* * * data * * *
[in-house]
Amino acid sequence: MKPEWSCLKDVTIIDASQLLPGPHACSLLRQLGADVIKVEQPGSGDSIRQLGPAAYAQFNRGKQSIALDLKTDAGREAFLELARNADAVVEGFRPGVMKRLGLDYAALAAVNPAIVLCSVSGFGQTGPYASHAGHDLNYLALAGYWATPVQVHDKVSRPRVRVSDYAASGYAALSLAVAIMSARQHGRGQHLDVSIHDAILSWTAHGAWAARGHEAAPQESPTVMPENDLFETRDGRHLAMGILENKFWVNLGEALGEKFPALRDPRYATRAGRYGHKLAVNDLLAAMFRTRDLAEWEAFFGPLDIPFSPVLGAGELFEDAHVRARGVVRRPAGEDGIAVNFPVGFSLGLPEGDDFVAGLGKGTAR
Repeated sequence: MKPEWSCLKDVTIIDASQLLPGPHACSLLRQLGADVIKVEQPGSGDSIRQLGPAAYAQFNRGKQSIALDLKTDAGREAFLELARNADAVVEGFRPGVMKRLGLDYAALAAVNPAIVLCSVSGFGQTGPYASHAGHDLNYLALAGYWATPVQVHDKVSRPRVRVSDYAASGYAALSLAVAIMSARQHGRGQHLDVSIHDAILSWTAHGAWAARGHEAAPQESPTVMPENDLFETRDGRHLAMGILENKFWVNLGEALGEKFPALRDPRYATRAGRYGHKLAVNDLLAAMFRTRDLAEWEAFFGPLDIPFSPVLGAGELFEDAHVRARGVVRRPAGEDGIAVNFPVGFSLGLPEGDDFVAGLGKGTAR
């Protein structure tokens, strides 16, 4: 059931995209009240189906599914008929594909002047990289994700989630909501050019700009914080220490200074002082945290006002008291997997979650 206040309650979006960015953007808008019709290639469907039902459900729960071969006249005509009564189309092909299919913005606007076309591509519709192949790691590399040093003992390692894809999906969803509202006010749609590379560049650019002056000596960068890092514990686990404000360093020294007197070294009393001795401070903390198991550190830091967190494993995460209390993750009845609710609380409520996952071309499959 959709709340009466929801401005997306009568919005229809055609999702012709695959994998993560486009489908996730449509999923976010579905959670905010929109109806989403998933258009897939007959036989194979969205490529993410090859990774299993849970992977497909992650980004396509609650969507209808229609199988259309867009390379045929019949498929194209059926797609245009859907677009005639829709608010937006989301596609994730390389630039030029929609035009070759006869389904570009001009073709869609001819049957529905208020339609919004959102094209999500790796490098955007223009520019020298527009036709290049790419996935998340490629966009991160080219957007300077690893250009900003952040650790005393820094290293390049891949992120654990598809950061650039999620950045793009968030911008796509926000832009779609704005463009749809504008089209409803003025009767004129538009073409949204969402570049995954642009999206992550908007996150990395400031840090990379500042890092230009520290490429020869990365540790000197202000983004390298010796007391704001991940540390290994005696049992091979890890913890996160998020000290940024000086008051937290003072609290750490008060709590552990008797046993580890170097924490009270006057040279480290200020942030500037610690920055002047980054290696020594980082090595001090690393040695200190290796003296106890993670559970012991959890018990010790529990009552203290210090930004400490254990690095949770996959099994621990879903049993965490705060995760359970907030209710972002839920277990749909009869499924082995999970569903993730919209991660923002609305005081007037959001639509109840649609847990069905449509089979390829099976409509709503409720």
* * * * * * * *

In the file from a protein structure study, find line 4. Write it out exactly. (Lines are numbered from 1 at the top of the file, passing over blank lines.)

């Protein structure tokens, strides 16, 4: 059931995209009240189906599914008929594909002047990289994700989630909501050019700009914080220490200074002082945290006002008291997997979650 206040309650979006960015953007808008019709290639469907039902459900729960071969006249005509009564189309092909299919913005606007076309591509519709192949790691590399040093003992390692894809999906969803509202006010749609590379560049650019002056000596960068890092514990686990404000360093020294007197070294009393001795401070903390198991550190830091967190494993995460209390993750009845609710609380409520996952071309499959 959709709340009466929801401005997306009568919005229809055609999702012709695959994998993560486009489908996730449509999923976010579905959670905010929109109806989403998933258009897939007959036989194979969205490529993410090859990774299993849970992977497909992650980004396509609650969507209808229609199988259309867009390379045929019949498929194209059926797609245009859907677009005639829709608010937006989301596609994730390389630039030029929609035009070759006869389904570009001009073709869609001819049957529905208020339609919004959102094209999500790796490098955007223009520019020298527009036709290049790419996935998340490629966009991160080219957007300077690893250009900003952040650790005393820094290293390049891949992120654990598809950061650039999620950045793009968030911008796509926000832009779609704005463009749809504008089209409803003025009767004129538009073409949204969402570049995954642009999206992550908007996150990395400031840090990379500042890092230009520290490429020869990365540790000197202000983004390298010796007391704001991940540390290994005696049992091979890890913890996160998020000290940024000086008051937290003072609290750490008060709590552990008797046993580890170097924490009270006057040279480290200020942030500037610690920055002047980054290696020594980082090595001090690393040695200190290796003296106890993670559970012991959890018990010790529990009552203290210090930004400490254990690095949770996959099994621990879903049993965490705060995760359970907030209710972002839920277990749909009869499924082995999970569903993730919209991660923002609305005081007037959001639509109840649609847990069905449509089979390829099976409509709503409720």